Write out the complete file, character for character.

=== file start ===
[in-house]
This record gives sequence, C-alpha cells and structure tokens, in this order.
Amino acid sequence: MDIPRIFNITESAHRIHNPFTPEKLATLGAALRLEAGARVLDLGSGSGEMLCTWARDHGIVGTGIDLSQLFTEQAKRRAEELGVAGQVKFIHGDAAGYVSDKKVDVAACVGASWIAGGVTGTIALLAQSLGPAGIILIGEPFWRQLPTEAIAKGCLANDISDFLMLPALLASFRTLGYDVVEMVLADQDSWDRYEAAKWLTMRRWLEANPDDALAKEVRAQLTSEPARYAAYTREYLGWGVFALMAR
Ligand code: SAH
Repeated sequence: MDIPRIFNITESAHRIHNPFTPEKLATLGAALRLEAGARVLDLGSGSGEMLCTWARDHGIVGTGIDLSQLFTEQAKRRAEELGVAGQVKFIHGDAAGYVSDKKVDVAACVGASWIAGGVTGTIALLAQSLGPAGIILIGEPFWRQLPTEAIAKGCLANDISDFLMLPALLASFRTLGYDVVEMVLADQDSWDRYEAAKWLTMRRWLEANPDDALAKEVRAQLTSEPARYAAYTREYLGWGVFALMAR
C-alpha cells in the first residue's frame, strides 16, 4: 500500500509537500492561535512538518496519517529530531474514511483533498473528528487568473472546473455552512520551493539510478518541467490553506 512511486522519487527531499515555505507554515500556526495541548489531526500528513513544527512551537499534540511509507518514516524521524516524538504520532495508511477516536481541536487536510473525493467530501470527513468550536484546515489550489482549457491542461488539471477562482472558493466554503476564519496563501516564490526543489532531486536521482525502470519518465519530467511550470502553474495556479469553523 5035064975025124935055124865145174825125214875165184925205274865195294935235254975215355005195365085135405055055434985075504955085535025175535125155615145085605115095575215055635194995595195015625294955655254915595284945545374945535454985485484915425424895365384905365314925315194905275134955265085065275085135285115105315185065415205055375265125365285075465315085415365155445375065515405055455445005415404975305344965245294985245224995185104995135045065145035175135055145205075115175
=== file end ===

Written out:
[in-house]
This record gives sequence, C-alpha cells and structure tokens, in this order.
Amino acid sequence: MDIPRIFNITESAHRIHNPFTPEKLATLGAALRLEAGARVLDLGSGSGEMLCTWARDHGIVGTGIDLSQLFTEQAKRRAEELGVAGQVKFIHGDAAGYVSDKKVDVAACVGASWIAGGVTGTIALLAQSLGPAGIILIGEPFWRQLPTEAIAKGCLANDISDFLMLPALLASFRTLGYDVVEMVLADQDSWDRYEAAKWLTMRRWLEANPDDALAKEVRAQLTSEPARYAAYTREYLGWGVFALMAR
Ligand code: SAH
Repeated sequence: MDIPRIFNITESAHRIHNPFTPEKLATLGAALRLEAGARVLDLGSGSGEMLCTWARDHGIVGTGIDLSQLFTEQAKRRAEELGVAGQVKFIHGDAAGYVSDKKVDVAACVGASWIAGGVTGTIALLAQSLGPAGIILIGEPFWRQLPTEAIAKGCLANDISDFLMLPALLASFRTLGYDVVEMVLADQDSWDRYEAAKWLTMRRWLEANPDDALAKEVRAQLTSEPARYAAYTREYLGWGVFALMAR
C-alpha cells in the first residue's frame, strides 16, 4: 500500500509537500492561535512538518496519517529530531474514511483533498473528528487568473472546473455552512520551493539510478518541467490553506 512511486522519487527531499515555505507554515500556526495541548489531526500528513513544527512551537499534540511509507518514516524521524516524538504520532495508511477516536481541536487536510473525493467530501470527513468550536484546515489550489482549457491542461488539471477562482472558493466554503476564519496563501516564490526543489532531486536521482525502470519518465519530467511550470502553474495556479469553523 5035064975025124935055124865145174825125214875165184925205274865195294935235254975215355005195365085135405055055434985075504955085535025175535125155615145085605115095575215055635194995595195015625294955655254915595284945545374945535454985485484915425424895365384905365314925315194905275134955265085065275085135285115105315185065415205055375265125365285075465315085415365155445375065515405055455445005415404975305344965245294985245224995185104995135045065145035175135055145205075115175